Well, that is one way of looking at it and the situation with Spain and the Spanish banks in particular is certainly serious. But the problem is that the people pushing this line, most of them linked to Brussels, have been consistently wrong about every stage of the Greek crisis, and the banking crisis in Europe in general. They have very little knowledge of the history of Greece and the reasons for the disasters of the last three years. Like a serious illness, it is a good idea to get a doctor who knows what is wrong with you before trying to treat it. We were assured early on from Brussels that all the earlier bailouts starting in summer 2010 would work, that the Greek people would accept reforms and large sums of money would be raised from privatisation sales, and then in some undefined way, the numbers would add up. This is a fiction. As things stand, a future of endless insolvency beckons. And like any business, large or small, bankruptcy means you’re unable to pay the wages. That is a major problem for many enterprises, with as many as a third of Greek workers owed three months back pay or more.
With this year’s tourist bookings and cash numbers not looking very good, spiralling unemployment and dropping living standards are not a recipe for social stability. For the older generation among us who watched the downfall of Yugoslavia after about 1988, there are some disturbing echoes, particularly the increasing isolation of the Europe-controlled political elite from the great majority of the people. For the Markovic period in the last rotating presidency in the old Yugoslavia read the Venizelos leadership of PASOK in Athens. The Brussels elite seem to see their own role as modernisers and rationalisers as popular, welcome and essential; in reality nobody much is listening to them.
In these circumstances, the people see the nation in danger from international forces, and turn towards nationalism, as in late Yugoslavia. The big Greek communist parties have a distinctly nationalist tinge, particularly the powerful KKE which effectively controls the trade union movement. On the right, the hitherto tiny neo-fascist Golden Dawn party is gaining support, although from a very low base. I personally believe its support will remain limited, as memories of the Colonels’ dictatorship in the late 1960s and early 1970s are still very fresh with the over-50s. Given the calibre of some, or perhaps most, Europeans currently governing from Athens, it is not surprising nationalism is flourishing. They promise so much and deliver so little, drawing large salaries and becoming rather well acquainted with the nicer Greek islands at weekends. Again, there is an uncomfortable echo of the “hour of Europe”, when politicians from Brussels thought they would solve the problems of the old Yugoslavia in three months in 1990. After ten or more years of war, it didn’t seem quite like that.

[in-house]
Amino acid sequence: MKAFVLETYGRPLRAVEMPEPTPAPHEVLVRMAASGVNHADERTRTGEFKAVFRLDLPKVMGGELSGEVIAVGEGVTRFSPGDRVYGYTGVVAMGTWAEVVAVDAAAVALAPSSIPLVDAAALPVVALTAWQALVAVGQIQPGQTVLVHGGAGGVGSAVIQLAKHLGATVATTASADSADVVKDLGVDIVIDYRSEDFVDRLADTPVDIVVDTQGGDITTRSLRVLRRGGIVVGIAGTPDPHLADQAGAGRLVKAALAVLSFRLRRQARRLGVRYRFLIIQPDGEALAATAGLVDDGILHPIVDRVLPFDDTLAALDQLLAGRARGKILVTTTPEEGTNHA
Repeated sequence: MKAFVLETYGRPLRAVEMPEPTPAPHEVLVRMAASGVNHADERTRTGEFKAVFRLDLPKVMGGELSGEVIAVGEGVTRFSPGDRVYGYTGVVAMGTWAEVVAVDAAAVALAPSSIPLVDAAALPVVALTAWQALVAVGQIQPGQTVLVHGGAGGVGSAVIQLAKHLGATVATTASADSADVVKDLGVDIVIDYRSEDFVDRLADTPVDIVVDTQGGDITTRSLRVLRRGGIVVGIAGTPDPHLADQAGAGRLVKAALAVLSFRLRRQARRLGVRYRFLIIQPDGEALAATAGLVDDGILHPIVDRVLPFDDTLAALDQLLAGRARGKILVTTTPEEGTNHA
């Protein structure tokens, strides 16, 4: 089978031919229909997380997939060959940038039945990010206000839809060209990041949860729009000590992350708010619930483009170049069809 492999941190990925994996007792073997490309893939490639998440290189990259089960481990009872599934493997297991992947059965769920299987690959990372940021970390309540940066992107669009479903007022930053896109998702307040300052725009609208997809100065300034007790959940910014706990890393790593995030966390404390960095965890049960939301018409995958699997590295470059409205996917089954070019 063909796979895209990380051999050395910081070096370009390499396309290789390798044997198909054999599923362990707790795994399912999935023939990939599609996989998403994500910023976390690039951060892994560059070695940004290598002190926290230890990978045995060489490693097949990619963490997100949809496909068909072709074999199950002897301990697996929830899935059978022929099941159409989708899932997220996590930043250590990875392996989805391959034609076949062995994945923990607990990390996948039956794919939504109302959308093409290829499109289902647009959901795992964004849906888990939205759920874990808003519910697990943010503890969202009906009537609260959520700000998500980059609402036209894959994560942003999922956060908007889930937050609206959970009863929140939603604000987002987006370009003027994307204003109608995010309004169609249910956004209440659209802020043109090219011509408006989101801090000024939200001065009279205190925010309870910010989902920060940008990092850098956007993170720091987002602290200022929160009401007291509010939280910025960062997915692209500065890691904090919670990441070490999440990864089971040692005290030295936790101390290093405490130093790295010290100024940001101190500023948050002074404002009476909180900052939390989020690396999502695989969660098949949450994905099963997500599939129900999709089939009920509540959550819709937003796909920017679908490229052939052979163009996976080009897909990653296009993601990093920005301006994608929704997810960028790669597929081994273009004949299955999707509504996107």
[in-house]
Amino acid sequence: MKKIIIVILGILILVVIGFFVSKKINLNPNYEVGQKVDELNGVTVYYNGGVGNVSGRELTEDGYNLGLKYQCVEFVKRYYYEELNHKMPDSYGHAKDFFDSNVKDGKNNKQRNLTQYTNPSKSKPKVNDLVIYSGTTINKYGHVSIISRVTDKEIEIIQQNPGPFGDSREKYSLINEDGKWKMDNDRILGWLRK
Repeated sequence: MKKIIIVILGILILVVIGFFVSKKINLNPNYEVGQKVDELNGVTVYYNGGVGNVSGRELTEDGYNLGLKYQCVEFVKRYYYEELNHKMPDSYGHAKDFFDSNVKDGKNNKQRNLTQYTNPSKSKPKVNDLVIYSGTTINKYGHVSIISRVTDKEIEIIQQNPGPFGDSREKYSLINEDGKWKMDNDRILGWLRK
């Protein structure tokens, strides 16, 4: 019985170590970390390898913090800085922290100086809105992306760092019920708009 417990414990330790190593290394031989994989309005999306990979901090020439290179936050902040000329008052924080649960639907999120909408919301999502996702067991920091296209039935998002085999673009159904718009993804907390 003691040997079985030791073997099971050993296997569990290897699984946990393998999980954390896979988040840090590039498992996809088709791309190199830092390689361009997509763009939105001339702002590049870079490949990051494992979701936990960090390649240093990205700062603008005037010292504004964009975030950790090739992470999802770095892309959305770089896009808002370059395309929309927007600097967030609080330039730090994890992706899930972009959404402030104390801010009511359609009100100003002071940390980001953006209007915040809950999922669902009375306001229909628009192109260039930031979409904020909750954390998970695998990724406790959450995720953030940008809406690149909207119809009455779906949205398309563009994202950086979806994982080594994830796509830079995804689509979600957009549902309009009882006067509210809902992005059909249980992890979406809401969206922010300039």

So where does Greece go from here? Many Greeks have got used to what one friend of mine calls “a status quo of crises”. Every family in the lower economic strata is involved in a daily battle for economic survival and emigration is the main safety valve for the young. Intellectuals regard the nation as broken and as in the past, bad times for Greece mean a susceptibility to bad external influences, problems with Turkey and Cyprus and a host of the usual tensions that plague the eastern Mediterranean. The rich gas finds off the coast of Cyprus that have been made recently should, in a rational world, ease international tensions, but the reactions of the Turkish government in Ankara to the discoveries do not give a lot of reasons for optimism.
The Greek crisis is far from over.
James Pettifer is a member of the Oxford University History Faculty and St Cross College. His ebook, The Making of the Greek Crisis, published by Penguin Shorts is out now for £1.99.